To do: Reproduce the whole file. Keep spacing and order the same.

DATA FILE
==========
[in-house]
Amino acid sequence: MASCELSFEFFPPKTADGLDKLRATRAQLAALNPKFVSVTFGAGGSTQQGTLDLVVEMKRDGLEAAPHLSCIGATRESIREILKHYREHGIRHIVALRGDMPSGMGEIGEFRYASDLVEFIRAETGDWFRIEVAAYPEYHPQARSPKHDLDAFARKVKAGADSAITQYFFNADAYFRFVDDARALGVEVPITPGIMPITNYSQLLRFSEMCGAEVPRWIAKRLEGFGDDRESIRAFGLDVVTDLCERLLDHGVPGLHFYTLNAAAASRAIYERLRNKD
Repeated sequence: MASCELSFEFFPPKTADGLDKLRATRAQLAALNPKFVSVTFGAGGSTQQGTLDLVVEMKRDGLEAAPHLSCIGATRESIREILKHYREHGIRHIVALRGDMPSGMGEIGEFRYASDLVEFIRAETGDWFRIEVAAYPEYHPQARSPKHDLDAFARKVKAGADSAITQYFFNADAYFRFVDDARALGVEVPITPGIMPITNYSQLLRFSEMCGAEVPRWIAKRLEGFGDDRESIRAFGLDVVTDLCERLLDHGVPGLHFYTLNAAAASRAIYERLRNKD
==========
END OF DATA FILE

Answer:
[in-house]
Amino acid sequence: MASCELSFEFFPPKTADGLDKLRATRAQLAALNPKFVSVTFGAGGSTQQGTLDLVVEMKRDGLEAAPHLSCIGATRESIREILKHYREHGIRHIVALRGDMPSGMGEIGEFRYASDLVEFIRAETGDWFRIEVAAYPEYHPQARSPKHDLDAFARKVKAGADSAITQYFFNADAYFRFVDDARALGVEVPITPGIMPITNYSQLLRFSEMCGAEVPRWIAKRLEGFGDDRESIRAFGLDVVTDLCERLLDHGVPGLHFYTLNAAAASRAIYERLRNKD
Repeated sequence: MASCELSFEFFPPKTADGLDKLRATRAQLAALNPKFVSVTFGAGGSTQQGTLDLVVEMKRDGLEAAPHLSCIGATRESIREILKHYREHGIRHIVALRGDMPSGMGEIGEFRYASDLVEFIRAETGDWFRIEVAAYPEYHPQARSPKHDLDAFARKVKAGADSAITQYFFNADAYFRFVDDARALGVEVPITPGIMPITNYSQLLRFSEMCGAEVPRWIAKRLEGFGDDRESIRAFGLDVVTDLCERLLDHGVPGLHFYTLNAAAASRAIYERLRNKD